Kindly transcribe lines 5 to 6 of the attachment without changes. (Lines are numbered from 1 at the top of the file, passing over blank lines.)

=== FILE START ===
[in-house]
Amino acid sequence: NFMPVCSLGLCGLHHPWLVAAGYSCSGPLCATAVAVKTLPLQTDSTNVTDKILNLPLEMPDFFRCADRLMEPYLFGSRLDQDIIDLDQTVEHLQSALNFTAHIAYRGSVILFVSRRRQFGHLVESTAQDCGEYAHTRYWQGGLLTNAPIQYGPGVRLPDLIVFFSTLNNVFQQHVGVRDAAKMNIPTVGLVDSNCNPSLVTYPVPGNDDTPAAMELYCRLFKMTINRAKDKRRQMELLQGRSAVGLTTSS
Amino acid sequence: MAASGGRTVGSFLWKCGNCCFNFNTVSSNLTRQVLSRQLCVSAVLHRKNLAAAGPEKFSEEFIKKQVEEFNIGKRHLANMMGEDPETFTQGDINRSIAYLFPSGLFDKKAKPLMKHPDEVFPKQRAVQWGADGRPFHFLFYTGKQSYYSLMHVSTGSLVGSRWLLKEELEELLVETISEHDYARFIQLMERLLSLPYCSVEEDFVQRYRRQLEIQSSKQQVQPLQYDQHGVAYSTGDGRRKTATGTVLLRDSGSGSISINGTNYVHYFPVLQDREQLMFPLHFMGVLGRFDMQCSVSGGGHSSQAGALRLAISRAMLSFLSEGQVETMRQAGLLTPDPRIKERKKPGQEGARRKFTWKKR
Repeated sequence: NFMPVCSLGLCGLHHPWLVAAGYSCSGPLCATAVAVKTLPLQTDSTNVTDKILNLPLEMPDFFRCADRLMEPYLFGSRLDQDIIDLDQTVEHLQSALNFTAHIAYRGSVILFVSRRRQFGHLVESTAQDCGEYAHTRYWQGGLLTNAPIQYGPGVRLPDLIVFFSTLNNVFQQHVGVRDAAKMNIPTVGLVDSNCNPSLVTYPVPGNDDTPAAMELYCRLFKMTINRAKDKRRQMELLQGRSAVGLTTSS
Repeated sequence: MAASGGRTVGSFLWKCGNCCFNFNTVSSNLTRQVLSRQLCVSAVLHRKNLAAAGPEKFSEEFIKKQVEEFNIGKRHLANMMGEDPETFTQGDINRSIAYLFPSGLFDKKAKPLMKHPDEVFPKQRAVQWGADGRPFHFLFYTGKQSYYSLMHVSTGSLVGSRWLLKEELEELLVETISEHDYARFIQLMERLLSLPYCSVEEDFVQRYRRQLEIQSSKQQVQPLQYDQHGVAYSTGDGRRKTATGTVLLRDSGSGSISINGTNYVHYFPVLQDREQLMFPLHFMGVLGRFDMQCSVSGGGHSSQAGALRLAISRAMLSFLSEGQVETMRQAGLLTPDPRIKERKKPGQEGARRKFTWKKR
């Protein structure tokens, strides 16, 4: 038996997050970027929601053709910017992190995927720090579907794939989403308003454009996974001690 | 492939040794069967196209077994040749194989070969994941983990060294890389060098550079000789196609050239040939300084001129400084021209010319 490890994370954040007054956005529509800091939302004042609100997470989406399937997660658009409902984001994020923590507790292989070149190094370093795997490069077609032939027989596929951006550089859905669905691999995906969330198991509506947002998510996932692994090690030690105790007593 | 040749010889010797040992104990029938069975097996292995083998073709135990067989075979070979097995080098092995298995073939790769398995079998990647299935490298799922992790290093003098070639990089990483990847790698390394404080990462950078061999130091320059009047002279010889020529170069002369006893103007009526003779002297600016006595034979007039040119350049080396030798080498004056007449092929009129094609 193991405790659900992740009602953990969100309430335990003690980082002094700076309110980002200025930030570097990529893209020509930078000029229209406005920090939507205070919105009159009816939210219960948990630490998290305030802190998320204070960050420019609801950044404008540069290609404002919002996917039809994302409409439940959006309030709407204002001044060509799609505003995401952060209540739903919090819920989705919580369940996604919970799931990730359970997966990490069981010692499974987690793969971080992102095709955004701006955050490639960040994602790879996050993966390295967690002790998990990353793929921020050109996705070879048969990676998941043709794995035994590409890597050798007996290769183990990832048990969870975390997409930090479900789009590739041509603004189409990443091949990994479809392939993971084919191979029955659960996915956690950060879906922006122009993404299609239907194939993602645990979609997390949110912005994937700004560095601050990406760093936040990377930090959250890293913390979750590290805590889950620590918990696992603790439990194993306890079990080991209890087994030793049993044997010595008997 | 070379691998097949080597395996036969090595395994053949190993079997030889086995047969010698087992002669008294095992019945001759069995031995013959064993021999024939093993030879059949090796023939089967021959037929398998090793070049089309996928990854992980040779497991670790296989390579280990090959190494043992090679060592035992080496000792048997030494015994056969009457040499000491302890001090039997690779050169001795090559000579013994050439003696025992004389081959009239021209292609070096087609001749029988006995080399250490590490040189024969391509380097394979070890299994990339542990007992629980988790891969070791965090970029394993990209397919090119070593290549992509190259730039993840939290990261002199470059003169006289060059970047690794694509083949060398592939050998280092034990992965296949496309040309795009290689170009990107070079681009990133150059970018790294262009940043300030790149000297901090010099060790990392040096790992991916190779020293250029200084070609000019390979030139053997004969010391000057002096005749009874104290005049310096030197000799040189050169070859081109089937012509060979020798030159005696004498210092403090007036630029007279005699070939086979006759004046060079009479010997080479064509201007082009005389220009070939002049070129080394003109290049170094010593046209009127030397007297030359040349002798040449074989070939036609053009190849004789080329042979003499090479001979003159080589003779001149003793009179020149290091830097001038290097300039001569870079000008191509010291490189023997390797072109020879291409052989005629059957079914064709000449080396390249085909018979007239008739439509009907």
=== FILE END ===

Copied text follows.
Repeated sequence: MAASGGRTVGSFLWKCGNCCFNFNTVSSNLTRQVLSRQLCVSAVLHRKNLAAAGPEKFSEEFIKKQVEEFNIGKRHLANMMGEDPETFTQGDINRSIAYLFPSGLFDKKAKPLMKHPDEVFPKQRAVQWGADGRPFHFLFYTGKQSYYSLMHVSTGSLVGSRWLLKEELEELLVETISEHDYARFIQLMERLLSLPYCSVEEDFVQRYRRQLEIQSSKQQVQPLQYDQHGVAYSTGDGRRKTATGTVLLRDSGSGSISINGTNYVHYFPVLQDREQLMFPLHFMGVLGRFDMQCSVSGGGHSSQAGALRLAISRAMLSFLSEGQVETMRQAGLLTPDPRIKERKKPGQEGARRKFTWKKR
């Protein structure tokens, strides 16, 4: 038996997050970027929601053709910017992190995927720090579907794939989403308003454009996974001690 | 492939040794069967196209077994040749194989070969994941983990060294890389060098550079000789196609050239040939300084001129400084021209010319 490890994370954040007054956005529509800091939302004042609100997470989406399937997660658009409902984001994020923590507790292989070149190094370093795997490069077609032939027989596929951006550089859905669905691999995906969330198991509506947002998510996932692994090690030690105790007593 | 040749010889010797040992104990029938069975097996292995083998073709135990067989075979070979097995080098092995298995073939790769398995079998990647299935490298799922992790290093003098070639990089990483990847790698390394404080990462950078061999130091320059009047002279010889020529170069002369006893103007009526003779002297600016006595034979007039040119350049080396030798080498004056007449092929009129094609 193991405790659900992740009602953990969100309430335990003690980082002094700076309110980002200025930030570097990529893209020509930078000029229209406005920090939507205070919105009159009816939210219960948990630490998290305030802190998320204070960050420019609801950044404008540069290609404002919002996917039809994302409409439940959006309030709407204002001044060509799609505003995401952060209540739903919090819920989705919580369940996604919970799931990730359970997966990490069981010692499974987690793969971080992102095709955004701006955050490639960040994602790879996050993966390295967690002790998990990353793929921020050109996705070879048969990676998941043709794995035994590409890597050798007996290769183990990832048990969870975390997409930090479900789009590739041509603004189409990443091949990994479809392939993971084919191979029955659960996915956690950060879906922006122009993404299609239907194939993602645990979609997390949110912005994937700004560095601050990406760093936040990377930090959250890293913390979750590290805590889950620590918990696992603790439990194993306890079990080991209890087994030793049993044997010595008997 | 070379691998097949080597395996036969090595395994053949190993079997030889086995047969010698087992002669008294095992019945001759069995031995013959064993021999024939093993030879059949090796023939089967021959037929398998090793070049089309996928990854992980040779497991670790296989390579280990090959190494043992090679060592035992080496000792048997030494015994056969009457040499000491302890001090039997690779050169001795090559000579013994050439003696025992004389081959009239021209292609070096087609001749029988006995080399250490590490040189024969391509380097394979070890299994990339542990007992629980988790891969070791965090970029394993990209397919090119070593290549992509190259730039993840939290990261002199470059003169006289060059970047690794694509083949060398592939050998280092034990992965296949496309040309795009290689170009990107070079681009990133150059970018790294262009940043300030790149000297901090010099060790990392040096790992991916190779020293250029200084070609000019390979030139053997004969010391000057002096005749009874104290005049310096030197000799040189050169070859081109089937012509060979020798030159005696004498210092403090007036630029007279005699070939086979006759004046060079009479010997080479064509201007082009005389220009070939002049070129080394003109290049170094010593046209009127030397007297030359040349002798040449074989070939036609053009190849004789080329042979003499090479001979003159080589003779001149003793009179020149290091830097001038290097300039001569870079000008191509010291490189023997390797072109020879291409052989005629059957079914064709000449080396390249085909018979007239008739439509009907």